The chemistry between Bruce and Hopkins is unlike that in many other bands. The pair bounce off each other like a pendulum swinging at full force, exchanging banter back and forth between songs, making for a thrilling – and hilarious – punk-rock show from two performers in their absolute prime.

If all musicians could be as enthusiastic about being in a band together and playing their music live as PWR BTTM are music, and the world, would be in a far better state.

The Pigeon Detectives @ Electric Circus, Edinburgh, 4 Mar

pigeon detectives

Originally published for The Skinny.


For many 20-somethings, The Pigeon Detectives will bring back fond memories of a golden age of indie, the ups and downs of which are still very visible today.

In a packed-out Electric Circus, the indie vibes are strong. It’s small, it’s sweaty, it’s laddy and it’s likely you’ll be leaving covered in beer. The band open the show with Enemy Lines, a track taken from their new album Broken Glances. It’s much more mellow than their older material but that doesn’t stop the lads in the crowd thrusting forward in a surge to get closer to their indie gods – suspicions arise that frontman Matthew Bowman sees himself along those lines when he stands on the drum set, imitating a crucifixion.

The laddy antics continue during the band’s performance of I Found Out, from their 2007 album Wait for Me. Bowman goes full Coyote Ugly, crawling on the bar and taking a shot before proceeding to spit beer into the crowd. It’s all very rock’n’roll, or at least the frontman seems to think so, and indeed he whips his crowd of loyal followers into a frenzy, hanging from the light fixtures as he tries to get as close as possible to them.

If there’s anything to be said for the Leeds quintet, it’s that they know how to work their crowd. It may be a bizarre sight to behold for many, but The Pigeon Detectives’ devotees are certainly putty in their hands.

S U R V I V E @ The Art School, 20 Feb


S U R V I V E live at The Deaf Institute, Manchester by Latisha Vasianna

Originally published for The Skinny.


If live music is to be an experience, then S U R V I V E pull off exactly that at Glasgow’s Art School. Without a microphone in sight, it quickly becomes apparent that there will be no crowd interaction from the band tonight. Instead they focus on the music, taking us on a loud and cosmic journey through their synth and bass back catalogue.

Playing tracks from their most recent album RR7349, the music takes on a whole new life live; mainly because of the stunning light show that accompanies it. Seamlessly syncing with the music, lights alter between shades of blue and purple, fading into darkness and then abruptly flashing on cue: at times unsettling, but for the most part entirely fitting.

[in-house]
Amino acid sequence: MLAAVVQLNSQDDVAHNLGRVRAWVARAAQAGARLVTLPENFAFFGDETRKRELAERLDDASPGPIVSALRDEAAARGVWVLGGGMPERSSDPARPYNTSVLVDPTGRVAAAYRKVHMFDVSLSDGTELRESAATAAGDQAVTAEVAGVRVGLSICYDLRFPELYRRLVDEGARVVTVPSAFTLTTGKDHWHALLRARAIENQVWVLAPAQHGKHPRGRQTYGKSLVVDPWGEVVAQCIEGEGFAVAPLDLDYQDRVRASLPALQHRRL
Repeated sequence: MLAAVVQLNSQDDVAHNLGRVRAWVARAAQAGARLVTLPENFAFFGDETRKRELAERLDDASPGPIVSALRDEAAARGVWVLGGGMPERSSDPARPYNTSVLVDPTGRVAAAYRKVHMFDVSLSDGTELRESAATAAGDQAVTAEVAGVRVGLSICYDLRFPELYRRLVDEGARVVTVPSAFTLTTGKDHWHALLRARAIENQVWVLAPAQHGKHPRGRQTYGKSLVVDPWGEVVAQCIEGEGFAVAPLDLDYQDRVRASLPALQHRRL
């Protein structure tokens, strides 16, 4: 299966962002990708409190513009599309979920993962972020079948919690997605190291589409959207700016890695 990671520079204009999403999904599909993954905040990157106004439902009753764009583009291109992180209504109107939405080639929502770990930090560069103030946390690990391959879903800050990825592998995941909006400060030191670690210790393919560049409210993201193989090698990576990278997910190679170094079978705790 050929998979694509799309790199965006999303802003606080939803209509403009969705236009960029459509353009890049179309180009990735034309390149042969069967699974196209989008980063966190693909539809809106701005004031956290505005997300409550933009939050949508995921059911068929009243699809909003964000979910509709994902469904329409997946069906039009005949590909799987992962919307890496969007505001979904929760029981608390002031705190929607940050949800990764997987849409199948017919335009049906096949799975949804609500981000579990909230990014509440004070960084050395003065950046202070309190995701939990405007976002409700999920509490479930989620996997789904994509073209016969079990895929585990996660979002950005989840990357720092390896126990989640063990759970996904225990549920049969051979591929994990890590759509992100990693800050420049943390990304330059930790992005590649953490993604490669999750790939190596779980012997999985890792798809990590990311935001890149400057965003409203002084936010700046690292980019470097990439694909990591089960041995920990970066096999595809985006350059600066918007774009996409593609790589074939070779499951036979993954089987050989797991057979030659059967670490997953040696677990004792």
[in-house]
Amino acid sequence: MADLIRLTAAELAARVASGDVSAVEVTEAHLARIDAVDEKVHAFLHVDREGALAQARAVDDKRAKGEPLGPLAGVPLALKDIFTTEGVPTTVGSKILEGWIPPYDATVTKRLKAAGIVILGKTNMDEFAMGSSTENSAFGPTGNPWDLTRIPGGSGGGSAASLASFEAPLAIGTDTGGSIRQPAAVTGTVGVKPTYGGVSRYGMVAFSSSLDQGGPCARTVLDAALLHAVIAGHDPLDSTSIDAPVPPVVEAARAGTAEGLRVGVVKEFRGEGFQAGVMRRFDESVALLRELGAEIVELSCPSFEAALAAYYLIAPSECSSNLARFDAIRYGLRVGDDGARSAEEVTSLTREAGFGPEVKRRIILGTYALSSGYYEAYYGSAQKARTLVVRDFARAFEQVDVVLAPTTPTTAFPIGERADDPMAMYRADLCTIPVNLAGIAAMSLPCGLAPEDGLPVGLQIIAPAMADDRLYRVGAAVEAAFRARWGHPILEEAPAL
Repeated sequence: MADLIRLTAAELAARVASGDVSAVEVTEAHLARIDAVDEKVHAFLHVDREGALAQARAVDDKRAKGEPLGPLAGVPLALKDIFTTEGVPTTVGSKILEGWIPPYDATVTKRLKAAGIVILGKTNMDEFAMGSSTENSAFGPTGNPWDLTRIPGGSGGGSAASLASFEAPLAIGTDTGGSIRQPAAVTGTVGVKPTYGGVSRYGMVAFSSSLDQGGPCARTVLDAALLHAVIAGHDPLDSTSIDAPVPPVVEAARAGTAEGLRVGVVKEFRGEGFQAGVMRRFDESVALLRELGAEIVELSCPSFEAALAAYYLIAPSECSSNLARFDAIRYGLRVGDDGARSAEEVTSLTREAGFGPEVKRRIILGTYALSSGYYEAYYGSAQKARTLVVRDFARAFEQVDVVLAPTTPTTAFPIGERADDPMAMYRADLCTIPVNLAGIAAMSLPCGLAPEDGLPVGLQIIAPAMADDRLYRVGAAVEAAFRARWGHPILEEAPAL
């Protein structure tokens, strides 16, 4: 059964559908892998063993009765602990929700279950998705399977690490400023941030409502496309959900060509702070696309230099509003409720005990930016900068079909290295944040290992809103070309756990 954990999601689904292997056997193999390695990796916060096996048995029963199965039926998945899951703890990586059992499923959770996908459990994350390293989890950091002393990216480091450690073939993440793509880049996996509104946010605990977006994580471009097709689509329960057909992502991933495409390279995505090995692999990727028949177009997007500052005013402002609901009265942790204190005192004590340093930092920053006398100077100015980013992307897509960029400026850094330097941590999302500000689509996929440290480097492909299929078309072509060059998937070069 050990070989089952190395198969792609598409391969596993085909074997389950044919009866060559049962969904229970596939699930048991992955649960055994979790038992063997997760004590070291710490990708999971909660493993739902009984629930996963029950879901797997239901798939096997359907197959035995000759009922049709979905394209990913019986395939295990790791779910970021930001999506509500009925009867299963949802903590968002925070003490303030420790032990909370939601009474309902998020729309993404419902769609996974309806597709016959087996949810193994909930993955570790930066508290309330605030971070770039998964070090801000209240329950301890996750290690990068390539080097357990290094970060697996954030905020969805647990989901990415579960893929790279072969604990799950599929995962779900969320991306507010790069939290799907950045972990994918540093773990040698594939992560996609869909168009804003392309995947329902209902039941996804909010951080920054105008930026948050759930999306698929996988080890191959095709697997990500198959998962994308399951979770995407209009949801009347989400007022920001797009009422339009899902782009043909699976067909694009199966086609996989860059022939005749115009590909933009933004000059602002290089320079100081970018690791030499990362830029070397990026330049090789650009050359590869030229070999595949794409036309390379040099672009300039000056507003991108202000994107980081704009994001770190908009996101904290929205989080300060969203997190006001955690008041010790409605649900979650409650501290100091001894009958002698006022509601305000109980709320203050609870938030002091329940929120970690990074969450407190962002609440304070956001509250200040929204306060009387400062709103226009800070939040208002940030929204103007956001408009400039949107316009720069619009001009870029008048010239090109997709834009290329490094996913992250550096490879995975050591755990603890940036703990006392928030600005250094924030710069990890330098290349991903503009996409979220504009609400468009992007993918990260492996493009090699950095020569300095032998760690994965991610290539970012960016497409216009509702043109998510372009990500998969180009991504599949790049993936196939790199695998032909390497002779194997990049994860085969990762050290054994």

In the live setting, the tracks don’t feel as dark and eerie as they do on record. There are even moments where the music sounds euphoric and, quite frankly, danceable. Think more hands in the air, finger pointing than nonchalant head bobbing.

The band’s back to basics approach to performing live, where crowd and inter-band interaction is scarce, may not exactly be everyone’s cup of tea. However, their ability to put on a captivating live show which relies solely on their compositions is a true testament to their musicianship and shows that sometimes, music really can speak for itself.


Laura Marling & BBC SSO @ Glasgow Royal Concert Hall Review


Originally published for The Skinny.

Laura Marling & BBC SSO @ Glasgow Royal Concert Hall, 19 Jan



Shining a light on female artists is very much at the forefront of this year’s Celtic Connections festival, so what better way to kick off proceedings than with a night full of incredible female performances?

Scottish singer-songwriter Karine Polwart shouts out ‘female power’ during her performance on the festival’s opening night at Glasgow’s Royal Concert Hall, acknowledging many of the women performing at the evening’s event and throughout the festival, as well as those working behind the scenes. This follows a bill of eclectic folk-based artists from near and far, ranging from young Scottish talents Rachel Sermanni and Adam Holmes to Sahrawi singer Aziza Brahim.

The evening’s headliner Laura Marling performs orchestral reworkings of tracks selected from across her five albums, arranged beautifully by Kate St. John. Accompanied by the BBC Scottish Symphony Orchestra, conducted by Jules Buckley, Marling begins with epic versions of the tracks that opened her 2013 album Once I Was an Eagle; Take the Night Off, and I Was an Eagle.

Marling tells the audience she’s learnt a lot about Glasgow’s history during her two days in town, and how much she has enjoyed her time in the city, before introducing Goodbye England (Covered In Snow). It’s a slow-burner, but as more audience members begin to pick up on the joke, ripples of applause break out and eventually lead to cheers. Patriotism is certainly alive and well at Celtic Connections.

Returning to the stage for her final song, Marling performs latest single Wild Fire, from her upcoming album Semper Femina, alone with just her acoustic guitar. The closer proves that Marling can put on a spine-tingling performance like no other, with or without the bells and whistles.

Part of Celtic Connections festival 2017